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post #14 of 19 Old 06-30-2020, 07:35 AM
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Quote:
Originally Posted by badtlc View Post
Maybe try getting the door to the basement sealed air-tight.
The problem is that Low frequency wavelengths are very long(often longer then the room) and that makes them hard to contain... which is why when you place multiple subs in a room they almost always mutually couple below 40hz. Higher frequencies can be somewhat contained, lower frequencies below 40hz or so is almost impossible. Prime example, turn on some bassy music at high levels and walk around the house. You will notice that most of the upper frequency chest thump bass stays in the room, but as you move around the house you will notice those frequencies diminish and all you will hear or feel is the deep stuff.
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post #15 of 19 Old 06-30-2020, 07:36 AM
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I have 4 subs in the HT room, and now since everyone is working from home, it's too much low end. A few things I tried which seemed to help:

1). Moved the subs out of the corners (also changed from down firing to front firing).

2). Changed the settings in my SR Marantz to light compression and manage bass option. There is also a night setting.

3). Pulled out my old ButtKicker kit, and put that in the mix. I can still have bass w/o a bunch of complaints.

4). Recalibrated audio using Radio Shack analog meter @ 75db (Old School).

Now I don't get the chest pounding bass I use to, but it's a good sacrifice in order to maintain peace. One day when everyone is out of the house, I step it up for a few hours, but until then.

Peace and blessings,

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post #16 of 19 Old 06-30-2020, 07:53 AM
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Quote:
Originally Posted by wickflair View Post
I just started building my first ever HT system and have really enjoyed it so far. I bought an HSU VTF-3 MK5 and it's a BEAST. It has a very big room (27X28.5) to fill and It sounds pretty good. I am still trying to figure out the best settings for my large room.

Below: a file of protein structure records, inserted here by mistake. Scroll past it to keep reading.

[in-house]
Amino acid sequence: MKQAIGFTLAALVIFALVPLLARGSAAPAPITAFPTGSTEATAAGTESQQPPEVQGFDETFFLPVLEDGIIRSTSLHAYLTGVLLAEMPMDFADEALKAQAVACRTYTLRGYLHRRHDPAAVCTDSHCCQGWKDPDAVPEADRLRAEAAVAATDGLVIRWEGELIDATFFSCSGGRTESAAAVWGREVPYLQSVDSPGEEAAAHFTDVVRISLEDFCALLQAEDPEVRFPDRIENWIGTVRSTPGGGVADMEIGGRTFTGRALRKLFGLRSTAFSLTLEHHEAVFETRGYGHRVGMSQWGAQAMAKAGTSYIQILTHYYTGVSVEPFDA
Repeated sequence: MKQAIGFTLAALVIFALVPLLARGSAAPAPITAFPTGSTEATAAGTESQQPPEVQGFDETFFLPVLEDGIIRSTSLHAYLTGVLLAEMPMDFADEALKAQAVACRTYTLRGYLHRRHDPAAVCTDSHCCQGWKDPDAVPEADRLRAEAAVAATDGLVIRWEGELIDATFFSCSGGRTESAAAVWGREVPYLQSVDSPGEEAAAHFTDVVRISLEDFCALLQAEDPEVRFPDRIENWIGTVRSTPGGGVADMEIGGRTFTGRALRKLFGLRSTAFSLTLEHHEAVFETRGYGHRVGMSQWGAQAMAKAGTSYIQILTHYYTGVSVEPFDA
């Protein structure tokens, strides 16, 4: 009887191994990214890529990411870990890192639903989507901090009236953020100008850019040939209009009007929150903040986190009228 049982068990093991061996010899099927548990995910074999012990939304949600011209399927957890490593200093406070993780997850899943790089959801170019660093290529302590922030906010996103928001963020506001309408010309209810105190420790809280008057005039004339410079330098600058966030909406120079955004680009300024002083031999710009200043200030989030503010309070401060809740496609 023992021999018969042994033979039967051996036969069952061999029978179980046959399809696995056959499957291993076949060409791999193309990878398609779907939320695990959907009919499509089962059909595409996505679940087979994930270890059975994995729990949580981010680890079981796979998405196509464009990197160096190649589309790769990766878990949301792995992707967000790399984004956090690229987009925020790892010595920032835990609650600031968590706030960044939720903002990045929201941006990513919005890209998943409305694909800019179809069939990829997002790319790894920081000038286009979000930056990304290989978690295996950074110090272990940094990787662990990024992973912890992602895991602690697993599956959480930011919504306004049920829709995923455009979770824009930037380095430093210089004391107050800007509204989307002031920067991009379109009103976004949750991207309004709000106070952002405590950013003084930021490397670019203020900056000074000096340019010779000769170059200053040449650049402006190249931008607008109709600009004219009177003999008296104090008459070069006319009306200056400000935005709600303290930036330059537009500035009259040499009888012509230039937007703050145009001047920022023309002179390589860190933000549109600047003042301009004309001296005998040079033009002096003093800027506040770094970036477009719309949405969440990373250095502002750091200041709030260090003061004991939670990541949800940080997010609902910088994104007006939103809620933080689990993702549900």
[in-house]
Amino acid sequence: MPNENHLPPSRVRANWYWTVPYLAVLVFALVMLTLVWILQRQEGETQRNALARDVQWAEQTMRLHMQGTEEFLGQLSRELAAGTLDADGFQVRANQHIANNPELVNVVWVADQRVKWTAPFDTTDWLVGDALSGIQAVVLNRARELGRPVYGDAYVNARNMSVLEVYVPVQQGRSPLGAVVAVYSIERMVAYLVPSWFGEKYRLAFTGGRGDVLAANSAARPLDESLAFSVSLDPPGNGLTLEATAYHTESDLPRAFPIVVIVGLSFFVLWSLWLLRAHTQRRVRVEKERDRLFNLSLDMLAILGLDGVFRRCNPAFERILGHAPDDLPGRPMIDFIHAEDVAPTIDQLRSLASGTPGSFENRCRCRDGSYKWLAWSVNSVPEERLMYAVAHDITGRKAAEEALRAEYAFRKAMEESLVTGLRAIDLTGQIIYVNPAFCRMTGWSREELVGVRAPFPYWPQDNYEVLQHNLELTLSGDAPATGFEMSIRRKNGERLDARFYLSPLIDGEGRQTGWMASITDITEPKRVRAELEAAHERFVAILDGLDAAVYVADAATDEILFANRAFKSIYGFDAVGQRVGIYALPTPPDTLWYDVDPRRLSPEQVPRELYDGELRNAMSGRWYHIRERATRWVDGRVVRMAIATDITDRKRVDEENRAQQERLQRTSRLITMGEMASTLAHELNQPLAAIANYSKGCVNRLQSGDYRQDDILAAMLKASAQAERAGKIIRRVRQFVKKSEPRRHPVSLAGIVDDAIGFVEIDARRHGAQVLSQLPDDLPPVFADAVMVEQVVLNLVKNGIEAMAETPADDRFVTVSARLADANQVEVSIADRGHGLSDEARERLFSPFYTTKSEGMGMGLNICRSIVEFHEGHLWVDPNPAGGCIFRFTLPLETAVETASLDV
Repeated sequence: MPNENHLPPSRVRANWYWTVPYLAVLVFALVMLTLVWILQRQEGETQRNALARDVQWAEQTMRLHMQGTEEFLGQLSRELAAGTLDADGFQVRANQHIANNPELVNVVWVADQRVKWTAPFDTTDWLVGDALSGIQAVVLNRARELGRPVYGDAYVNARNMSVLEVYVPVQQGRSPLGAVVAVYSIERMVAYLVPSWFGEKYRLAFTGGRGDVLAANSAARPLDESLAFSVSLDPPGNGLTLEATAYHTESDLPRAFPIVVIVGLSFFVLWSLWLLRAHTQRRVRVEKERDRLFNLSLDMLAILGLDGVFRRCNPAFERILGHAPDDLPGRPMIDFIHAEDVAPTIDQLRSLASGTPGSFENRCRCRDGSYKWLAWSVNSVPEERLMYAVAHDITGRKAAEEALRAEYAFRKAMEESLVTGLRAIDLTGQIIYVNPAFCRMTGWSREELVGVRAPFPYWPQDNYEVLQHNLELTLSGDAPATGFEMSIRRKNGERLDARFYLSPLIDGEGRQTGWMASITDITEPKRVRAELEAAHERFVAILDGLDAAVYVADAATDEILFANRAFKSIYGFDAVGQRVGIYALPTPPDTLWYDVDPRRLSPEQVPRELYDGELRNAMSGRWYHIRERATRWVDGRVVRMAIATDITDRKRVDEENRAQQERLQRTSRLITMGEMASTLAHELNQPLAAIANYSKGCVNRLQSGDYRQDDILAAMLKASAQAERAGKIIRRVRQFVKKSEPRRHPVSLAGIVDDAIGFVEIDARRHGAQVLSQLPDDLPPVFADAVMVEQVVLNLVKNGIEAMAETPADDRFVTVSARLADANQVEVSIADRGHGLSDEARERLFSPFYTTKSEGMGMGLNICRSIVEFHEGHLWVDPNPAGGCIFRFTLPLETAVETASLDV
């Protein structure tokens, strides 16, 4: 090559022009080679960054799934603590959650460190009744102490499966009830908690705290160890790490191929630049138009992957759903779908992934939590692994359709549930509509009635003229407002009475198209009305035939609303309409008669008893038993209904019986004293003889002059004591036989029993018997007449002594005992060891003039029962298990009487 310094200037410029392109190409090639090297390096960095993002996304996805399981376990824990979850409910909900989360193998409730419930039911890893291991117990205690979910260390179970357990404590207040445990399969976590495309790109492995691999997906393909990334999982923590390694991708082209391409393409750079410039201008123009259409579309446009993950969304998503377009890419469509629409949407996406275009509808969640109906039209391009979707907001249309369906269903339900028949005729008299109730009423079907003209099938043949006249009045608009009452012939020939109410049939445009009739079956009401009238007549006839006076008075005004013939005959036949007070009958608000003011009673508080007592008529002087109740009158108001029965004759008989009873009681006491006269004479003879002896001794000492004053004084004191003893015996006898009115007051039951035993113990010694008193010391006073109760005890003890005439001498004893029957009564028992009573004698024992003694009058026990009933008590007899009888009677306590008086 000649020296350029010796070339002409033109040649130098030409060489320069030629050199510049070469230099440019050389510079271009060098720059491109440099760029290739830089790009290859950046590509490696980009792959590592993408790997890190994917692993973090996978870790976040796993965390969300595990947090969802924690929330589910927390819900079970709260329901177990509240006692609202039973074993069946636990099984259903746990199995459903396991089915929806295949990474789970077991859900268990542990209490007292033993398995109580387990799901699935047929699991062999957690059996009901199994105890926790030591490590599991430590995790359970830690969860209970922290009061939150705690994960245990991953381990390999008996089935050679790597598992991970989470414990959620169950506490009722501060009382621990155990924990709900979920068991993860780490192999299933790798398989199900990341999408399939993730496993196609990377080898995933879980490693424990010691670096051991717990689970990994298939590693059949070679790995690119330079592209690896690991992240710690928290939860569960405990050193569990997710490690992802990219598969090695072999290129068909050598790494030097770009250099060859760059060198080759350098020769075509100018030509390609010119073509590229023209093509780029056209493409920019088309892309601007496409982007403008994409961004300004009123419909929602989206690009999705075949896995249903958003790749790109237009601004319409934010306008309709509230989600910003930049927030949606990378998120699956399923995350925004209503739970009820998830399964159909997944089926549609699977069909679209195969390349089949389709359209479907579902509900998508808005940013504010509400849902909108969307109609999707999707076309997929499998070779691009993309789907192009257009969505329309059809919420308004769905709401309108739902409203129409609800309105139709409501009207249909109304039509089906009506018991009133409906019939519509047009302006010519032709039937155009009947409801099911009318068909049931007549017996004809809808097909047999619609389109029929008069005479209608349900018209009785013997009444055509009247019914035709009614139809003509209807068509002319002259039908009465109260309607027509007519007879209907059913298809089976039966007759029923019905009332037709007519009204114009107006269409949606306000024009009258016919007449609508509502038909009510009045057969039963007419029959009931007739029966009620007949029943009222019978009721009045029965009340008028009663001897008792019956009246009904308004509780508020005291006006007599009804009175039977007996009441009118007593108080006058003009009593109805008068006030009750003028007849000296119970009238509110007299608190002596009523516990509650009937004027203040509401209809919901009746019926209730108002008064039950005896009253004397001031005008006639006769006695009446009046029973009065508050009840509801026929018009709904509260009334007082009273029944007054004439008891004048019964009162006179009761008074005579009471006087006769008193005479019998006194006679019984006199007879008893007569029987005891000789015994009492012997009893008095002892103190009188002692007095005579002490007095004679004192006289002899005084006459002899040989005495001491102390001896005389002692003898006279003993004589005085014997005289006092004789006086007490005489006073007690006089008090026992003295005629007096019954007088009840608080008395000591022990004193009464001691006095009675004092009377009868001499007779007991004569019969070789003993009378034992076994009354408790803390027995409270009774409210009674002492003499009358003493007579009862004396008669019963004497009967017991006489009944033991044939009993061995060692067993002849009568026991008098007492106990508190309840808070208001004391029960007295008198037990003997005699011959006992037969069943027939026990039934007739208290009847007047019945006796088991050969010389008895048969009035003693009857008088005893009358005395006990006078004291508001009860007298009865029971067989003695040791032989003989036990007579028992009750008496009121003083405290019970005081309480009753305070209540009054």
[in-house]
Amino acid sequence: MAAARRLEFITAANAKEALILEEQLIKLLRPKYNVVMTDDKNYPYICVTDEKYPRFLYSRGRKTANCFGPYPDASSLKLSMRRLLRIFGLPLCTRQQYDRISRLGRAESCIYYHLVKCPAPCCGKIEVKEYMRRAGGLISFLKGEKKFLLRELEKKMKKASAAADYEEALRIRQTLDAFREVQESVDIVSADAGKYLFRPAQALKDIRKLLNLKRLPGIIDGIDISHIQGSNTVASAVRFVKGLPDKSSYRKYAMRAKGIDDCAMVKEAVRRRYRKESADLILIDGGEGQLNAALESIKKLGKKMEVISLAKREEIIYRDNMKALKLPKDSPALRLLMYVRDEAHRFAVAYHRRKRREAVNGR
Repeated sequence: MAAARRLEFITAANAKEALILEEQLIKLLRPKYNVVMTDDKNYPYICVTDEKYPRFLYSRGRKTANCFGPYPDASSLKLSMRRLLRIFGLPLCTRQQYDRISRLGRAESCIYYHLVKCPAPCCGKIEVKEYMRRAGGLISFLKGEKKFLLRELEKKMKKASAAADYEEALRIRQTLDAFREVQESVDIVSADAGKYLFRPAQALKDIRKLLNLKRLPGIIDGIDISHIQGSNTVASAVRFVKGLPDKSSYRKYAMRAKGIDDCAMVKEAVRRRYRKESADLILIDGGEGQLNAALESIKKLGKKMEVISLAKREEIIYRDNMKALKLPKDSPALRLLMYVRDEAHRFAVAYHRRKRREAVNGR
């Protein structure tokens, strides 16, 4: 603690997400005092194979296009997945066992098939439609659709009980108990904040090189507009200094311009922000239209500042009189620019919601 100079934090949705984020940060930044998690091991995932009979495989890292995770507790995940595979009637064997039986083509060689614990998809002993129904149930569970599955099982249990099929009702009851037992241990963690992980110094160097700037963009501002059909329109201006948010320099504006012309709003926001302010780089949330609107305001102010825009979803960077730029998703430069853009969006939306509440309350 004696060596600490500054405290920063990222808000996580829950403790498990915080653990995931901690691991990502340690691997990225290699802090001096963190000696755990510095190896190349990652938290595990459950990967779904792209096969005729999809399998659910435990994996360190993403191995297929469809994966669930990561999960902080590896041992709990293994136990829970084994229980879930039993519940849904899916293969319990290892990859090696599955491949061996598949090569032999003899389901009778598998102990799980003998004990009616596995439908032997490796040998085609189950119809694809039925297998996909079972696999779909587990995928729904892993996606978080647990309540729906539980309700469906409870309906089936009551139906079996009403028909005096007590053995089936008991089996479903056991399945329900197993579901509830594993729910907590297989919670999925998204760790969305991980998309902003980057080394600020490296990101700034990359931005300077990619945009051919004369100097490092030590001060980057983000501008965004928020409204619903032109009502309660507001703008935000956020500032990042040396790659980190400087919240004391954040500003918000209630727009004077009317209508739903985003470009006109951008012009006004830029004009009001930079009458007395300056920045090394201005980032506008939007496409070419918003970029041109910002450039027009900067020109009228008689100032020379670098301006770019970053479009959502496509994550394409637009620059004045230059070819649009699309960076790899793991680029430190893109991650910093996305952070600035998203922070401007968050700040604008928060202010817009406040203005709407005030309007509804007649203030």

My wife has been complaining that the bass shakes the entire upstairs. I went to investigate and sure enough everything was shaking. Appliances, china cabinet, ect. What can I do to reduce the bass in the upstairs of the house outside turning it down? Sub is currently sitting on a carpeted concrete basement floor, so I am not sure if an isolation mat would help?
Short of a major sound proofing, there's nothing you can do to fix the bass shaking the rest of the house short of turning the bass down.

To that end, you can substitute a lot of your bass with shaker systems. A properly integrated shaker system will still shake you giving you the feeling of loud bass even when you turn the bass down. And since these shaker systems don't actually play any bass, there's no vibration in the house.

There are many solutions. The one I'm currently using is having an infinite baffle sub mounted open air in my main chair. This provides both sound and feeling. I can hear the subwoofer while sitting in the chair. I cannot hear it *at all* once I stand up.


Another option is to mount something like an earthquake MQB-1 to your chair. This won't provide any sound but will provide vibration. It will allow you to turn your sub down some while not feeling like you lost out - in fact you may even feel like you've gained.
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post #17 of 19 Old 06-30-2020, 08:17 AM
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Quote:
Originally Posted by basshead81 View Post
The problem is that Low frequency wavelengths are very long(often longer then the room) and that makes them hard to contain... which is why when you place multiple subs in a room they almost always mutually couple below 40hz. Higher frequencies can be somewhat contained, lower frequencies below 40hz or so is almost impossible. Prime example, turn on some bassy music at high levels and walk around the house. You will notice that most of the upper frequency chest thump bass stays in the room, but as you move around the house you will notice those frequencies diminish and all you will hear or feel is the deep stuff.

in my testing, getting the basement door sealed air tight drastically reduced the vibrations of items on upper floors not directly connected to the ceiling structure of the basement.

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Center: Polk S30
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post #18 of 19 Old 06-30-2020, 09:22 AM
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You could build a wooden riser to put under you MLP make it large enough to place your sub nearfield (behind couch). Download a tone generator app on your phone and pick a reasonable volume so you dont blow your sub. Go upstairs and manually start at 100/80Hz going down a Hz at at time until u hear your first rattle. You can hold that frequency and try and find the rattle source and hopefully fix. Repeat for the rest of the bandwidth down to port tune. This should help and be cost effective.

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post #19 of 19 Old 07-01-2020, 04:48 PM
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Quote:
Originally Posted by Archaea View Post
The lowest frequencies are typically what make things vibrate around, but they are also the most fun. You could turn on nightmode, or Audyssey LFC, but it neuters the deep bass.

If you are on the basement slab a subwoofer isolation mat will do nothing -- because the concrete slab is not transmitting any vibration to the rest of the house. The isolation mats are really made to help dampen acoustic energy transferred to a wooden/suspended floor.

Just show her this, and tell her it could be worse.
https://www.youtube.com/watch?v=vatf5UNqZkk
Everytime I feel I've reached the point I've built enough subs, a video like this surfaces